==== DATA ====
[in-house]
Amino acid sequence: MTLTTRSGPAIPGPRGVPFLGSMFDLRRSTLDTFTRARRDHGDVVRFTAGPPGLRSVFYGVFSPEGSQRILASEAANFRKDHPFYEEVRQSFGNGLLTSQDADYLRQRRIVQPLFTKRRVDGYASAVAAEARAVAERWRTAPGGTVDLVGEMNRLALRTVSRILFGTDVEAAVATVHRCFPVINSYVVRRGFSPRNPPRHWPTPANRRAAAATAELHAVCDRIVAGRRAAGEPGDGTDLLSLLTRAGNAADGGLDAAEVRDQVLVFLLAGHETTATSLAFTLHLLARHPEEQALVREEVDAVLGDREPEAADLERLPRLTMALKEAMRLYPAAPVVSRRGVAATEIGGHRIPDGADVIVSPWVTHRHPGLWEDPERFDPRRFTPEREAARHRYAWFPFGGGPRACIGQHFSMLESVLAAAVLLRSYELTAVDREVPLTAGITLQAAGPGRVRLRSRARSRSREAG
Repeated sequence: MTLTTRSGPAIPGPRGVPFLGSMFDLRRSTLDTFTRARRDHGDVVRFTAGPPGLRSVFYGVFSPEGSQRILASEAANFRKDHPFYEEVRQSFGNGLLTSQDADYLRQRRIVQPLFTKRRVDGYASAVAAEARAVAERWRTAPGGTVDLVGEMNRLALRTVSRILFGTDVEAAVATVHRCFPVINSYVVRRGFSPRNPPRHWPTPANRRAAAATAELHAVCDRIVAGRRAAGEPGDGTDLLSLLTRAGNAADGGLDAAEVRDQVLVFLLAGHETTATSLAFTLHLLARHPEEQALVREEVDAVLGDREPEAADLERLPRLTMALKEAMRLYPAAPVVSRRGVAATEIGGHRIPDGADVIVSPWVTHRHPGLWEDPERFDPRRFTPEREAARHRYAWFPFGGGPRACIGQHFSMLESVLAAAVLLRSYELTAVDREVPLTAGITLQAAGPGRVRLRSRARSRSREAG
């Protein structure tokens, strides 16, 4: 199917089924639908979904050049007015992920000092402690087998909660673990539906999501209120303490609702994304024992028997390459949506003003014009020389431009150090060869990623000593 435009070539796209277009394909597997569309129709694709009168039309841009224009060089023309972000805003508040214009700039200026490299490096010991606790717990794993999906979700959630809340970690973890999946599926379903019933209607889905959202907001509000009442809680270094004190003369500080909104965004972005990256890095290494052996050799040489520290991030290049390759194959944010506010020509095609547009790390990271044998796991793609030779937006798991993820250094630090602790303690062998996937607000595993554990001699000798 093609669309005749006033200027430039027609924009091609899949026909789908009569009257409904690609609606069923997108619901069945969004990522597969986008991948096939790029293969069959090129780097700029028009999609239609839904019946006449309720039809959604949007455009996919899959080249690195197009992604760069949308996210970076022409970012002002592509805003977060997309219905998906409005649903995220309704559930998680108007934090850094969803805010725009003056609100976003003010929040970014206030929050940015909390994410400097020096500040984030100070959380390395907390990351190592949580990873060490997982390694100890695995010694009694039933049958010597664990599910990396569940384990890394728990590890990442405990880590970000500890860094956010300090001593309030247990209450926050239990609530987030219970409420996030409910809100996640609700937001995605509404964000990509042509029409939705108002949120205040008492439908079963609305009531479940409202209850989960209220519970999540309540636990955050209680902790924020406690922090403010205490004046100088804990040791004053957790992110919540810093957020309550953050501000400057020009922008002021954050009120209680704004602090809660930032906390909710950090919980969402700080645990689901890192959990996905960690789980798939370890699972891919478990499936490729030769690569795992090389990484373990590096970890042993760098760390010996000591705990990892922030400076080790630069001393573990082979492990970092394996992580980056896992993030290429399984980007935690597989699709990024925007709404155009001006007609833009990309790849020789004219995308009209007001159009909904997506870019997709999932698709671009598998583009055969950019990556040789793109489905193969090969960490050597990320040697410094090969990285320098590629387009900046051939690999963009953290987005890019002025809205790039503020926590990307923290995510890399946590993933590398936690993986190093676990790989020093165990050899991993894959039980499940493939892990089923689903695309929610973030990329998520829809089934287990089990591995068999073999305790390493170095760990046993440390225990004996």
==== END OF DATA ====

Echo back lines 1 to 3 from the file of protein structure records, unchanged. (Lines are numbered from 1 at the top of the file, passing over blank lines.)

[in-house]
Amino acid sequence: MTLTTRSGPAIPGPRGVPFLGSMFDLRRSTLDTFTRARRDHGDVVRFTAGPPGLRSVFYGVFSPEGSQRILASEAANFRKDHPFYEEVRQSFGNGLLTSQDADYLRQRRIVQPLFTKRRVDGYASAVAAEARAVAERWRTAPGGTVDLVGEMNRLALRTVSRILFGTDVEAAVATVHRCFPVINSYVVRRGFSPRNPPRHWPTPANRRAAAATAELHAVCDRIVAGRRAAGEPGDGTDLLSLLTRAGNAADGGLDAAEVRDQVLVFLLAGHETTATSLAFTLHLLARHPEEQALVREEVDAVLGDREPEAADLERLPRLTMALKEAMRLYPAAPVVSRRGVAATEIGGHRIPDGADVIVSPWVTHRHPGLWEDPERFDPRRFTPEREAARHRYAWFPFGGGPRACIGQHFSMLESVLAAAVLLRSYELTAVDREVPLTAGITLQAAGPGRVRLRSRARSRSREAG
Repeated sequence: MTLTTRSGPAIPGPRGVPFLGSMFDLRRSTLDTFTRARRDHGDVVRFTAGPPGLRSVFYGVFSPEGSQRILASEAANFRKDHPFYEEVRQSFGNGLLTSQDADYLRQRRIVQPLFTKRRVDGYASAVAAEARAVAERWRTAPGGTVDLVGEMNRLALRTVSRILFGTDVEAAVATVHRCFPVINSYVVRRGFSPRNPPRHWPTPANRRAAAATAELHAVCDRIVAGRRAAGEPGDGTDLLSLLTRAGNAADGGLDAAEVRDQVLVFLLAGHETTATSLAFTLHLLARHPEEQALVREEVDAVLGDREPEAADLERLPRLTMALKEAMRLYPAAPVVSRRGVAATEIGGHRIPDGADVIVSPWVTHRHPGLWEDPERFDPRRFTPEREAARHRYAWFPFGGGPRACIGQHFSMLESVLAAAVLLRSYELTAVDREVPLTAGITLQAAGPGRVRLRSRARSRSREAG